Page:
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JAIDS Journal of Acquired Immune Deficiency Syndromes:
doi: 10.1097/QAI.0b013e318294bcce
Epidemiology and Prevention

The Implications of Respondent Concurrency on Sex Partner Risk in a National, Web-Based Study of Men Who Have Sex With Men in the United States

Rosenberg, Eli S. PhD*,†; Rothenberg, Richard B. MD, MPH; Kleinbaum, David G. PhD*; Stephenson, Rob B. PhD§; Sullivan, Patrick S. DVM, PhD*

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Abstract

Background: Men who have sex with men (MSM) represent the largest HIV risk group in the United States. Sexual concurrency catalyzes HIV transmission in populations by increasing the indirect exposure of one's sex partners to one another. Although individual-level (egocentric) designs have demonstrated a high prevalence of concurrency among MSM respondents, methods are lacking for understanding the exposure implications for partners (dyads) reported in such studies.

Methods: A new technique for manipulating egocentrically collected partnership timing data to measure the degree to which respondents' patterns of concurrency and serial monogamy resulted in the indirect exposure of respondents' partners to other partners was developed. Two outcomes were constructed for each partner: any concurrent or serially monogamous exposure to another partner (any exposure) and any concurrent exposure to another partner, irrespective of serial monogamy (any concurrent exposure). Reports of unprotected anal intercourse (UAI) were incorporated to construct the outcomes of any UAI exposure and any concurrent UAI exposure. This method was applied to an online study of MSM aged ≥18 years, with comparisons made by partner's race–ethnicity, age, type, and meeting location.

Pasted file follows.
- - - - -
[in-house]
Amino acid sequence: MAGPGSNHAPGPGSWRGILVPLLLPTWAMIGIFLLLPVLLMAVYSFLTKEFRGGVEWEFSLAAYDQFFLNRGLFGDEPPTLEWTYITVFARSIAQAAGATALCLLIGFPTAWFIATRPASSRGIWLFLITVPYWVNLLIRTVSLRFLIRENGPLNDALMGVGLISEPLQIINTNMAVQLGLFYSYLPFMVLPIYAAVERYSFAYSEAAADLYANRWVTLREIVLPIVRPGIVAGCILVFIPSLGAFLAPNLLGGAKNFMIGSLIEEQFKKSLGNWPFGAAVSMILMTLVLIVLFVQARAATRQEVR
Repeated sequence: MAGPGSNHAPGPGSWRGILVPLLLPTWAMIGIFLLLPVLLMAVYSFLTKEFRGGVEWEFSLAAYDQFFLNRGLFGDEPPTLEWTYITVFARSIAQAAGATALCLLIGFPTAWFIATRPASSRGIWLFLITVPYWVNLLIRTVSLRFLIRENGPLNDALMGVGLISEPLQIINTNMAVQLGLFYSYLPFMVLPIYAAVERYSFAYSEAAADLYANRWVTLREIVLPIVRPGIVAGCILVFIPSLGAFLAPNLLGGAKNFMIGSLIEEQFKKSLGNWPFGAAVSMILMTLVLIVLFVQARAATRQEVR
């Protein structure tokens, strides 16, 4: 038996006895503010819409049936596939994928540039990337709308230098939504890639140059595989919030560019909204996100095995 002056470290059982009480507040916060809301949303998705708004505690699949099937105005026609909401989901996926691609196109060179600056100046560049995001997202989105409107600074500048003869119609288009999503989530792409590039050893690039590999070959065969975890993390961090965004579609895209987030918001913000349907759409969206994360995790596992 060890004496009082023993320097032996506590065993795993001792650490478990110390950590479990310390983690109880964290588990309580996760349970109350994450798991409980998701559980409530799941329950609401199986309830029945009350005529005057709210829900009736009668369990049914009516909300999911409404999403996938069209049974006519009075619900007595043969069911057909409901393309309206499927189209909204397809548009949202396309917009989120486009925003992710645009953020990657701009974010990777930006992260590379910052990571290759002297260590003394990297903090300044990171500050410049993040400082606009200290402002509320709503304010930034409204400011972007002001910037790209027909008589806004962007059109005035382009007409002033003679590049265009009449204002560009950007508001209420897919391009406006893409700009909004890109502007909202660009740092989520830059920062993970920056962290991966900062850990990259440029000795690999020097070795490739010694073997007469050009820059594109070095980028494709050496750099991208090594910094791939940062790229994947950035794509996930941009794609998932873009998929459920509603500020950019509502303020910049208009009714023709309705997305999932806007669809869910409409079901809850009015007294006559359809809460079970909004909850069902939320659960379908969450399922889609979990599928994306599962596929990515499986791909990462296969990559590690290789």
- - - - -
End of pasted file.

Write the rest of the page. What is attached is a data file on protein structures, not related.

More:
Results: Among 4060 repeat partners of 2449 MSM, 73% had any exposure in the previous 6 months; 58% had any concurrent exposure. Among UAI partners, 37% had concurrent UAI exposure. Black UAI partners were more likely than whites to have any concurrent UAI exposure [unadjusted odds ratio (95% confidence interval) = 1.34 (1.05 to 1.70)], as were casual UAI partners relative to main partners [unadjusted odds ratio (95% confidence interval) = 4.37 (3.58 to 5.35)]. In adjusted models, black UAI partners were significantly more likely to have any UAI exposure, but not concurrent UAI exposure. Casual UAI partners remained more exposed by both outcomes.

Conclusions: Sex partners of MSM, particularly casual and black non-Hispanic partners, face a high degree of exposure to other partners.

© 2013 by Lippincott Williams & Wilkins

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